To Finish Is To Win

American Endurance
Ride Conference

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What to Expect at Your First Ride

Although you may be new to endurance riding, you may not be new to distance riding and may have lots of experienced with horses. This information is geared for those experienced riders on their first endurance ride.

There is no way to cover all the circumstances, because every horse, rider, trail and day is different. The purpose here is to help address a couple of the most often asked questions and concerns. For more detail check the AERC's Riders Handbook.

AERC's philosophy is "To Finish is to Win." That is a wise goal of your first rides. When in doubt, the welfare of the horse comes first. The veterinarians are at the ride to be your teammates to keep your horse happy and healthy through the ride. Ask questions and share your worries with them. Remember, the single most important thing about ride day is welfare of the horse. The rider has the ultimate responsibility for his/her horse, because no one knows your horse better than you do.

Ride management is working so you can have a good time. They are volunteers who deserve a "thanks" for making the ride possible.

One of the most important things for every rider to do is to attend the pre-ride briefing. If you don't know when or where it is going to be held, ask management or another rider. Tell them you are a "newbie" and you may get some extra special attention! The ride manager may be able to put you in touch with an experienced rider to answer your questions.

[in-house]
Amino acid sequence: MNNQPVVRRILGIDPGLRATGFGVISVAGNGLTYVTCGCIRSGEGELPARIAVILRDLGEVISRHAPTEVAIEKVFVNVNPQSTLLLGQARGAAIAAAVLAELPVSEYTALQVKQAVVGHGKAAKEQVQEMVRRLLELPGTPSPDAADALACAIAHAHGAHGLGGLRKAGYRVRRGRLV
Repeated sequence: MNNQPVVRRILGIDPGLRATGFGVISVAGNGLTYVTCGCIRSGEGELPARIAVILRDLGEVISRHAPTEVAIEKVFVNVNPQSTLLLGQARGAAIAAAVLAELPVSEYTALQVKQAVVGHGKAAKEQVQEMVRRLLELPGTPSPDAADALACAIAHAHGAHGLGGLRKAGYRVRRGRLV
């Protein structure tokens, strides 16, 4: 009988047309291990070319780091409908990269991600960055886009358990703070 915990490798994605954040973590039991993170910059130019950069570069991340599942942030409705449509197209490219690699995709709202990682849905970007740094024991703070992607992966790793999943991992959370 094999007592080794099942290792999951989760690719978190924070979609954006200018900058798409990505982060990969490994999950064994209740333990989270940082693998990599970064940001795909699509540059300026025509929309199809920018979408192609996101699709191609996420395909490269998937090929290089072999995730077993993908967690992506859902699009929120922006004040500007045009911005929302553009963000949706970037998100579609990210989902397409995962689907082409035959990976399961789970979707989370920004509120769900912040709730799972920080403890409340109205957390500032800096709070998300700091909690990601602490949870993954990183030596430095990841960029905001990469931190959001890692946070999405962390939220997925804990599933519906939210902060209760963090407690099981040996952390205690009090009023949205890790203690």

There are always three groups of riders at any endurance ride, all on the same trail at the same time:

1. Those that are concerned with finish time and placement

2. Those that consider "to finish is to win"

3. Those that are just praying to get through it

Unfortunately, there is generally only one type of horse at any endurance ride: the herd animal. That means you need to be smarter than the horse, and use your bigger brain to prevent injury.

Some Tips for Your First Ride:

  • Be sure you understand how trails are marked and the order of the loops. Some people write it down and carry either a map or the loop order with them.

  • Start time is the same for everyone, but you can wait till the fast starters leave. (Note: If you want to see what a start is like, go up for the start of a ride that precedes your start time, but be sure your horse is well secured at your trailer.)

  • Riding with another horse can be fun for everyone, if the horses travel easily together. Pay extra attention to trail markers when talking with another rider!

  • If you do get off trail, retrace your steps to the last marker.

  • Pull off the trail to get out of a bad situation with other horses. Competitive or upset horses waste the energy they may need later in the ride.

  • Let other riders know when you want to pass them and keep yourself safe by not crowding or tailgating.

  • Come in to veterinary holds slowly to calm the horse and slow the heart rate. You may get off and walk on foot any time you want.

Ride Details: